A commenter to my post I, a Rabid Anti-Christian, Very Suddenly Convert wrote in to share the gist of an article recently published in Scientific American, entitled The Sensed-Presence Effect, which is about how people under great physical and psychological stress sometimes hallucinate a presence being near them. He meant to challenge me with the idea that this “very common chemical explanation” necessarily renders the supernatural aspects of my conversion experience invalid.
These infernal atheist mechanists, with their bloody science! How dare anyone try to wear a lab coat to church!
No, but interesting idea, right? Though so weak it raises the question of whether Scientific American is now being managed by discombobulated interns, the article’s premise is nontheless compelling. If stress can induce hallucinations that are (sort of) just like my conversion experience, mightn’t my experience be just an illusion?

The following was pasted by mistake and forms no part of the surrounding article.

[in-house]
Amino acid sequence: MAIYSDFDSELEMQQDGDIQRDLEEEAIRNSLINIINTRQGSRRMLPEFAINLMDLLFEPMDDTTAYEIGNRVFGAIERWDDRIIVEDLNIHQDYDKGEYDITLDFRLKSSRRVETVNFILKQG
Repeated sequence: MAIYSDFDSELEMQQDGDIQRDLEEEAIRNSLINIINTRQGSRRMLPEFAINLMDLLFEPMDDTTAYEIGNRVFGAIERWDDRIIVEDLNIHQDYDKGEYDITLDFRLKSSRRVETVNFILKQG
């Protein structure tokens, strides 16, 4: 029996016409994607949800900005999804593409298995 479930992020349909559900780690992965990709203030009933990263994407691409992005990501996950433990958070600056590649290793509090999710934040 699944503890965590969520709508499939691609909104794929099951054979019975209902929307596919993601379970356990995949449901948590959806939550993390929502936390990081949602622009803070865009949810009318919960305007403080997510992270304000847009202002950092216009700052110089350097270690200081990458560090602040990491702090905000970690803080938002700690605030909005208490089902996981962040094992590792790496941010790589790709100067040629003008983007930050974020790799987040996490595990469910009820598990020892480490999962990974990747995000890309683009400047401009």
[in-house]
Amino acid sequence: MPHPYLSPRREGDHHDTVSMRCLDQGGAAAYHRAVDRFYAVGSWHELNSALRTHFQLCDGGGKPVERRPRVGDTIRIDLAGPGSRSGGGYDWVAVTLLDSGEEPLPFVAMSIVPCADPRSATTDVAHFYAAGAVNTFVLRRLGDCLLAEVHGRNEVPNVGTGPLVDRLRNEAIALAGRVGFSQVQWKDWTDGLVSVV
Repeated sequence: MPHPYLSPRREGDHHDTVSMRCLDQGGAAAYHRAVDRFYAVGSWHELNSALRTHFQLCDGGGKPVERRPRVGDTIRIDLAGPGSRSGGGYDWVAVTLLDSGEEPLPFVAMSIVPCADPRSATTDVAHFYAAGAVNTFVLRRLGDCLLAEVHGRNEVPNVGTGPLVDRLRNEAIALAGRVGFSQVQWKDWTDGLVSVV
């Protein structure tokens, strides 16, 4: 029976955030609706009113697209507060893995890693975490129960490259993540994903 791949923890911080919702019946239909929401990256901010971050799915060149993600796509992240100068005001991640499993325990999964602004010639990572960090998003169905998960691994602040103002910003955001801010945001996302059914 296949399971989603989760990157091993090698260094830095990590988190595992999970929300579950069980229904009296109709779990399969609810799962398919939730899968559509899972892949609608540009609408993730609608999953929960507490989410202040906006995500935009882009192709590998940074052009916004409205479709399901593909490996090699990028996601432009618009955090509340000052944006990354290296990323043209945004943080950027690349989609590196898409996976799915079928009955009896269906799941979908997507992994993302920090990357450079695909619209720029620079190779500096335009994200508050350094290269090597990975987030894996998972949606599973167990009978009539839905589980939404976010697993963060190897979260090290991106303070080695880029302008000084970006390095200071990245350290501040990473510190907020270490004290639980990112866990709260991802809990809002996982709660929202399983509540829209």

My response to Mr. “That Wasn’t God, It Was Synaptic Misfirings” was … well, this:
I’ve got no issues with there being a hardcore physiological basis for what I ultimately experienced as spiritually transformative. I’m good with the idea of the body beginning what the spirit completes.
But what do you think? If people under stress sense the presence near them of people (whom they may or may not “see”) talking to them, and in my own stress I experienced (as I did) a disembodied voice calling me to accept as reality the Christian concept of God, to what if any extent should that compel me to question the validity of my conversion experience?
The sudden conversion experience: God, or … fully tweaked nervous system?
You be the judge!